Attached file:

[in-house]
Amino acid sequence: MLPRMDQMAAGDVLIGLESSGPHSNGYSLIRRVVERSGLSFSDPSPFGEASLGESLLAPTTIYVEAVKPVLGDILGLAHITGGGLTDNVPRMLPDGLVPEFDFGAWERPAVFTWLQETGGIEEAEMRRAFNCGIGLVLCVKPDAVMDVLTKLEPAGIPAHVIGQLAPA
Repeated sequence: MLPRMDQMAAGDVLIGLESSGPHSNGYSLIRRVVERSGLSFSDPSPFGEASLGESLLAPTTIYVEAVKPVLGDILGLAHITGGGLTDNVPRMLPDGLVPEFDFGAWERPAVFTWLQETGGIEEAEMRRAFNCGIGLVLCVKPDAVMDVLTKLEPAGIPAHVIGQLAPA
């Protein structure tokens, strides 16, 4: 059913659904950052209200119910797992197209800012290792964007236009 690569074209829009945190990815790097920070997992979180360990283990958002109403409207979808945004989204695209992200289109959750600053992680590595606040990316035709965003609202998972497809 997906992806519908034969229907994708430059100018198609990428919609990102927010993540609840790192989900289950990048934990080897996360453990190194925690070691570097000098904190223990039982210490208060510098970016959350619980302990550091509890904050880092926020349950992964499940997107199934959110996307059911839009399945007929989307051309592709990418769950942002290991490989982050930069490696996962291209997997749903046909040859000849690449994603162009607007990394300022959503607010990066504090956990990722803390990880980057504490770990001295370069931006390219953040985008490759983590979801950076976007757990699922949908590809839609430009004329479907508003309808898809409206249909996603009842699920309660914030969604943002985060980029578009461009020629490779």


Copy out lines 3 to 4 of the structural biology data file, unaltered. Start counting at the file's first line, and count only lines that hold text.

Repeated sequence: MLPRMDQMAAGDVLIGLESSGPHSNGYSLIRRVVERSGLSFSDPSPFGEASLGESLLAPTTIYVEAVKPVLGDILGLAHITGGGLTDNVPRMLPDGLVPEFDFGAWERPAVFTWLQETGGIEEAEMRRAFNCGIGLVLCVKPDAVMDVLTKLEPAGIPAHVIGQLAPA
């Protein structure tokens, strides 16, 4: 059913659904950052209200119910797992197209800012290792964007236009 690569074209829009945190990815790097920070997992979180360990283990958002109403409207979808945004989204695209992200289109959750600053992680590595606040990316035709965003609202998972497809 997906992806519908034969229907994708430059100018198609990428919609990102927010993540609840790192989900289950990048934990080897996360453990190194925690070691570097000098904190223990039982210490208060510098970016959350619980302990550091509890904050880092926020349950992964499940997107199934959110996307059911839009399945007929989307051309592709990418769950942002290991490989982050930069490696996962291209997997749903046909040859000849690449994603162009607007990394300022959503607010990066504090956990990722803390990880980057504490770990001295370069931006390219953040985008490759983590979801950076976007757990699922949908590809839609430009004329479907508003309808898809409206249909996603009842699920309660914030969604943002985060980029578009461009020629490779």